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Islanders Camp: Nabokov returns

Saturday, 09.17.2011 / 4:17 PM

By John Kreiser - NHL.com Columnist / Super Saturday

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Islanders Camp: Nabokov returns
SYOSSET, N.Y. -- Evgeni Nabokov looked at the tumult around him in the New York Islanders locker room and smiled.

Nabokov, the winningest goaltender in the history of the San Jose Sharks, is trying to re-start his NHL career at age 36 after a season that began in the KHL and ended with him signing with Detroit, being claimed on waivers by the Islanders and opting not to report.

The Islanders retained his rights for this season. Now he's one of six goaltenders – and easily the oldest – looking for a job. It's something he hasn't had to do for more than a decade, but he said the pressure to perform is nothing new.

"It's been like this forever," he said. "You have young guys pushing you from behind, and you have other competitors step up all the time. You don't want to feel too comfortable. You always feel the break in the back, and that's what makes everybody better."

Nabokov hasn't played competitively since leaving SKA St. Petersburg of the KHL midway through last season, and admitted that getting his timing back will take some work – though he looked sharp in the first-day drills at Iceworks.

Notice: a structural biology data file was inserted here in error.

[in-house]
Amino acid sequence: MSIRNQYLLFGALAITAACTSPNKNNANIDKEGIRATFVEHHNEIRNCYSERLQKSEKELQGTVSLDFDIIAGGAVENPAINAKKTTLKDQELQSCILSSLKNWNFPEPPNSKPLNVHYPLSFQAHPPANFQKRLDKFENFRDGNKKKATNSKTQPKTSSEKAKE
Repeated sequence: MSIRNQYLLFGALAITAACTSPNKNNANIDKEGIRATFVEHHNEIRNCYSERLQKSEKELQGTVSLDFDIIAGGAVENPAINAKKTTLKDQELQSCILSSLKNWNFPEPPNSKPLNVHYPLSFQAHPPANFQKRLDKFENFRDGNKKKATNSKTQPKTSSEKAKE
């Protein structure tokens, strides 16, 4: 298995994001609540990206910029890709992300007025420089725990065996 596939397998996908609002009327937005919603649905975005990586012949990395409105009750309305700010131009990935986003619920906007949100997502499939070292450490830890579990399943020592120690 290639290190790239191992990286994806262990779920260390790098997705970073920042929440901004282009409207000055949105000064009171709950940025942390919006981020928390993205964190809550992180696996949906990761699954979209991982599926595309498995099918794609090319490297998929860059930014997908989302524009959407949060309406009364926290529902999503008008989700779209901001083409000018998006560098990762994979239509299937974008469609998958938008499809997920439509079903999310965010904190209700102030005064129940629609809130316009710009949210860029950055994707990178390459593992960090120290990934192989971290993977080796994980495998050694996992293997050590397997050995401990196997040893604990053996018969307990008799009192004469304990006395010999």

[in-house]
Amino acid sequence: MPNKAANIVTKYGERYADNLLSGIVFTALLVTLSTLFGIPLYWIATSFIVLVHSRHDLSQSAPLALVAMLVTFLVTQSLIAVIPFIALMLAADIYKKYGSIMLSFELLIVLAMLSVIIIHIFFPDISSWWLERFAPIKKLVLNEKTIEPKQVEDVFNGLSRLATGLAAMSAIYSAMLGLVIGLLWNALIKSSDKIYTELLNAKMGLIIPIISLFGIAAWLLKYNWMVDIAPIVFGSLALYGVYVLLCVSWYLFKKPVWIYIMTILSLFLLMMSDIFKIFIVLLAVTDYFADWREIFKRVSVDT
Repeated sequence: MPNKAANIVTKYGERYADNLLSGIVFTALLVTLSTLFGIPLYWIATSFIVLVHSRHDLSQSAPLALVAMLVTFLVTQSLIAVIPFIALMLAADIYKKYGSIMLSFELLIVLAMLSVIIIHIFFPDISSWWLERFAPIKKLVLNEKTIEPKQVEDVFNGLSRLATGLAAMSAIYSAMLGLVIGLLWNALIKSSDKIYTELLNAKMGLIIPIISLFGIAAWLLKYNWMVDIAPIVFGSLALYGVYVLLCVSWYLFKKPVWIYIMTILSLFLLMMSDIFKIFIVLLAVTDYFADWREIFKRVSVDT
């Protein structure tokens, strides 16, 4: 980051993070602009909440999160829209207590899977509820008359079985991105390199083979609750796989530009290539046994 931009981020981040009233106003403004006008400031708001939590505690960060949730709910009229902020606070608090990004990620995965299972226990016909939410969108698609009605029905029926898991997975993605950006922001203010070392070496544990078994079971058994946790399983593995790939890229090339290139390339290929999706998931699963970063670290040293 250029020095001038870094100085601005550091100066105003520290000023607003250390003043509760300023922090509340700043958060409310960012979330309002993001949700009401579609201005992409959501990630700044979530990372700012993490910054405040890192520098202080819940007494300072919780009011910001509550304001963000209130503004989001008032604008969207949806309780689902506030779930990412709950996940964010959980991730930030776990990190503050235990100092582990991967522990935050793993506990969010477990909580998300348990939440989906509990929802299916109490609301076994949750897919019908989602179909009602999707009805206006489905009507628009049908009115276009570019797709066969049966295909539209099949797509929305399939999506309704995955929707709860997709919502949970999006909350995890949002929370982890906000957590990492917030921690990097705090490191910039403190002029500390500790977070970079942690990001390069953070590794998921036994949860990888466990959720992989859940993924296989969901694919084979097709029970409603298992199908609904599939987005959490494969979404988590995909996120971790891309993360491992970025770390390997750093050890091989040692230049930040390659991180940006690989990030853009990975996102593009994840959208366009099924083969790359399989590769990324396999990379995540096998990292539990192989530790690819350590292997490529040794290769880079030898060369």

"It's easier to get in practice shape," he said, "but it's going to take a little while to get into game shape – you have to adjust to the angle shots, stuff like that. That may take some time – but maybe not. I don't know.

"I felt pretty good today. Nothing was bothering me, so that was good."

Nabokov looks younger than 36 and got a laugh when a reporter told him how young he looked, but said that coming to such a young team was a big change after spending a decade in San Jose.

"It's unbelievable. It's such a young group," he said with a smile. "I think it's the first time I've been around so many young players – so many young, talented kids. It's great."
Quote of the Day

I think I'm lucky to be here and you definitely don't take very many things for granted, if you take anything for granted. I definitely put my family and my wife and my close family in perspective, that they're the most important thing in the world. I want to do whatever I can to play hockey, but like I said, under the right circumstances.

— Stars forward Rich Peverley to "The Musers" radio show on The Ticket 1310 AM in Dallas